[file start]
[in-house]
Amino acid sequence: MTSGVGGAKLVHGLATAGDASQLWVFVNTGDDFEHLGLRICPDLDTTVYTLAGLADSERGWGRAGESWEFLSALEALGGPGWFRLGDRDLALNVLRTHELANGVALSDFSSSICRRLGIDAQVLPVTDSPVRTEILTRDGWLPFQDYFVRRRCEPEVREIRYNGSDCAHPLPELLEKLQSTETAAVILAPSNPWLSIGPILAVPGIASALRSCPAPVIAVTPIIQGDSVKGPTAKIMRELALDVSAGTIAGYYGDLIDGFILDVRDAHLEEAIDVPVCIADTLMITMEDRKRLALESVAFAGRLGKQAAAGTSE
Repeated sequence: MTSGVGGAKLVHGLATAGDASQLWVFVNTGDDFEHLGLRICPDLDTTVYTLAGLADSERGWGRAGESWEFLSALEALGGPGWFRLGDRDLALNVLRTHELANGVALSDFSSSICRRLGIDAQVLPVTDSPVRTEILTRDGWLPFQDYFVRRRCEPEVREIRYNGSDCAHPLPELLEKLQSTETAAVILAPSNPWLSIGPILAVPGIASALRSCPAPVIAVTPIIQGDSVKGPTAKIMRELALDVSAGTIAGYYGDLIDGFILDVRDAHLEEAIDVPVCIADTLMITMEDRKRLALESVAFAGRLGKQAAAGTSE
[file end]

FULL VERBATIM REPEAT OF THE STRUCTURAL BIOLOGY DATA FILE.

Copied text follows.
[in-house]
Amino acid sequence: MTSGVGGAKLVHGLATAGDASQLWVFVNTGDDFEHLGLRICPDLDTTVYTLAGLADSERGWGRAGESWEFLSALEALGGPGWFRLGDRDLALNVLRTHELANGVALSDFSSSICRRLGIDAQVLPVTDSPVRTEILTRDGWLPFQDYFVRRRCEPEVREIRYNGSDCAHPLPELLEKLQSTETAAVILAPSNPWLSIGPILAVPGIASALRSCPAPVIAVTPIIQGDSVKGPTAKIMRELALDVSAGTIAGYYGDLIDGFILDVRDAHLEEAIDVPVCIADTLMITMEDRKRLALESVAFAGRLGKQAAAGTSE
Repeated sequence: MTSGVGGAKLVHGLATAGDASQLWVFVNTGDDFEHLGLRICPDLDTTVYTLAGLADSERGWGRAGESWEFLSALEALGGPGWFRLGDRDLALNVLRTHELANGVALSDFSSSICRRLGIDAQVLPVTDSPVRTEILTRDGWLPFQDYFVRRRCEPEVREIRYNGSDCAHPLPELLEKLQSTETAAVILAPSNPWLSIGPILAVPGIASALRSCPAPVIAVTPIIQGDSVKGPTAKIMRELALDVSAGTIAGYYGDLIDGFILDVRDAHLEEAIDVPVCIADTLMITMEDRKRLALESVAFAGRLGKQAAAGTSE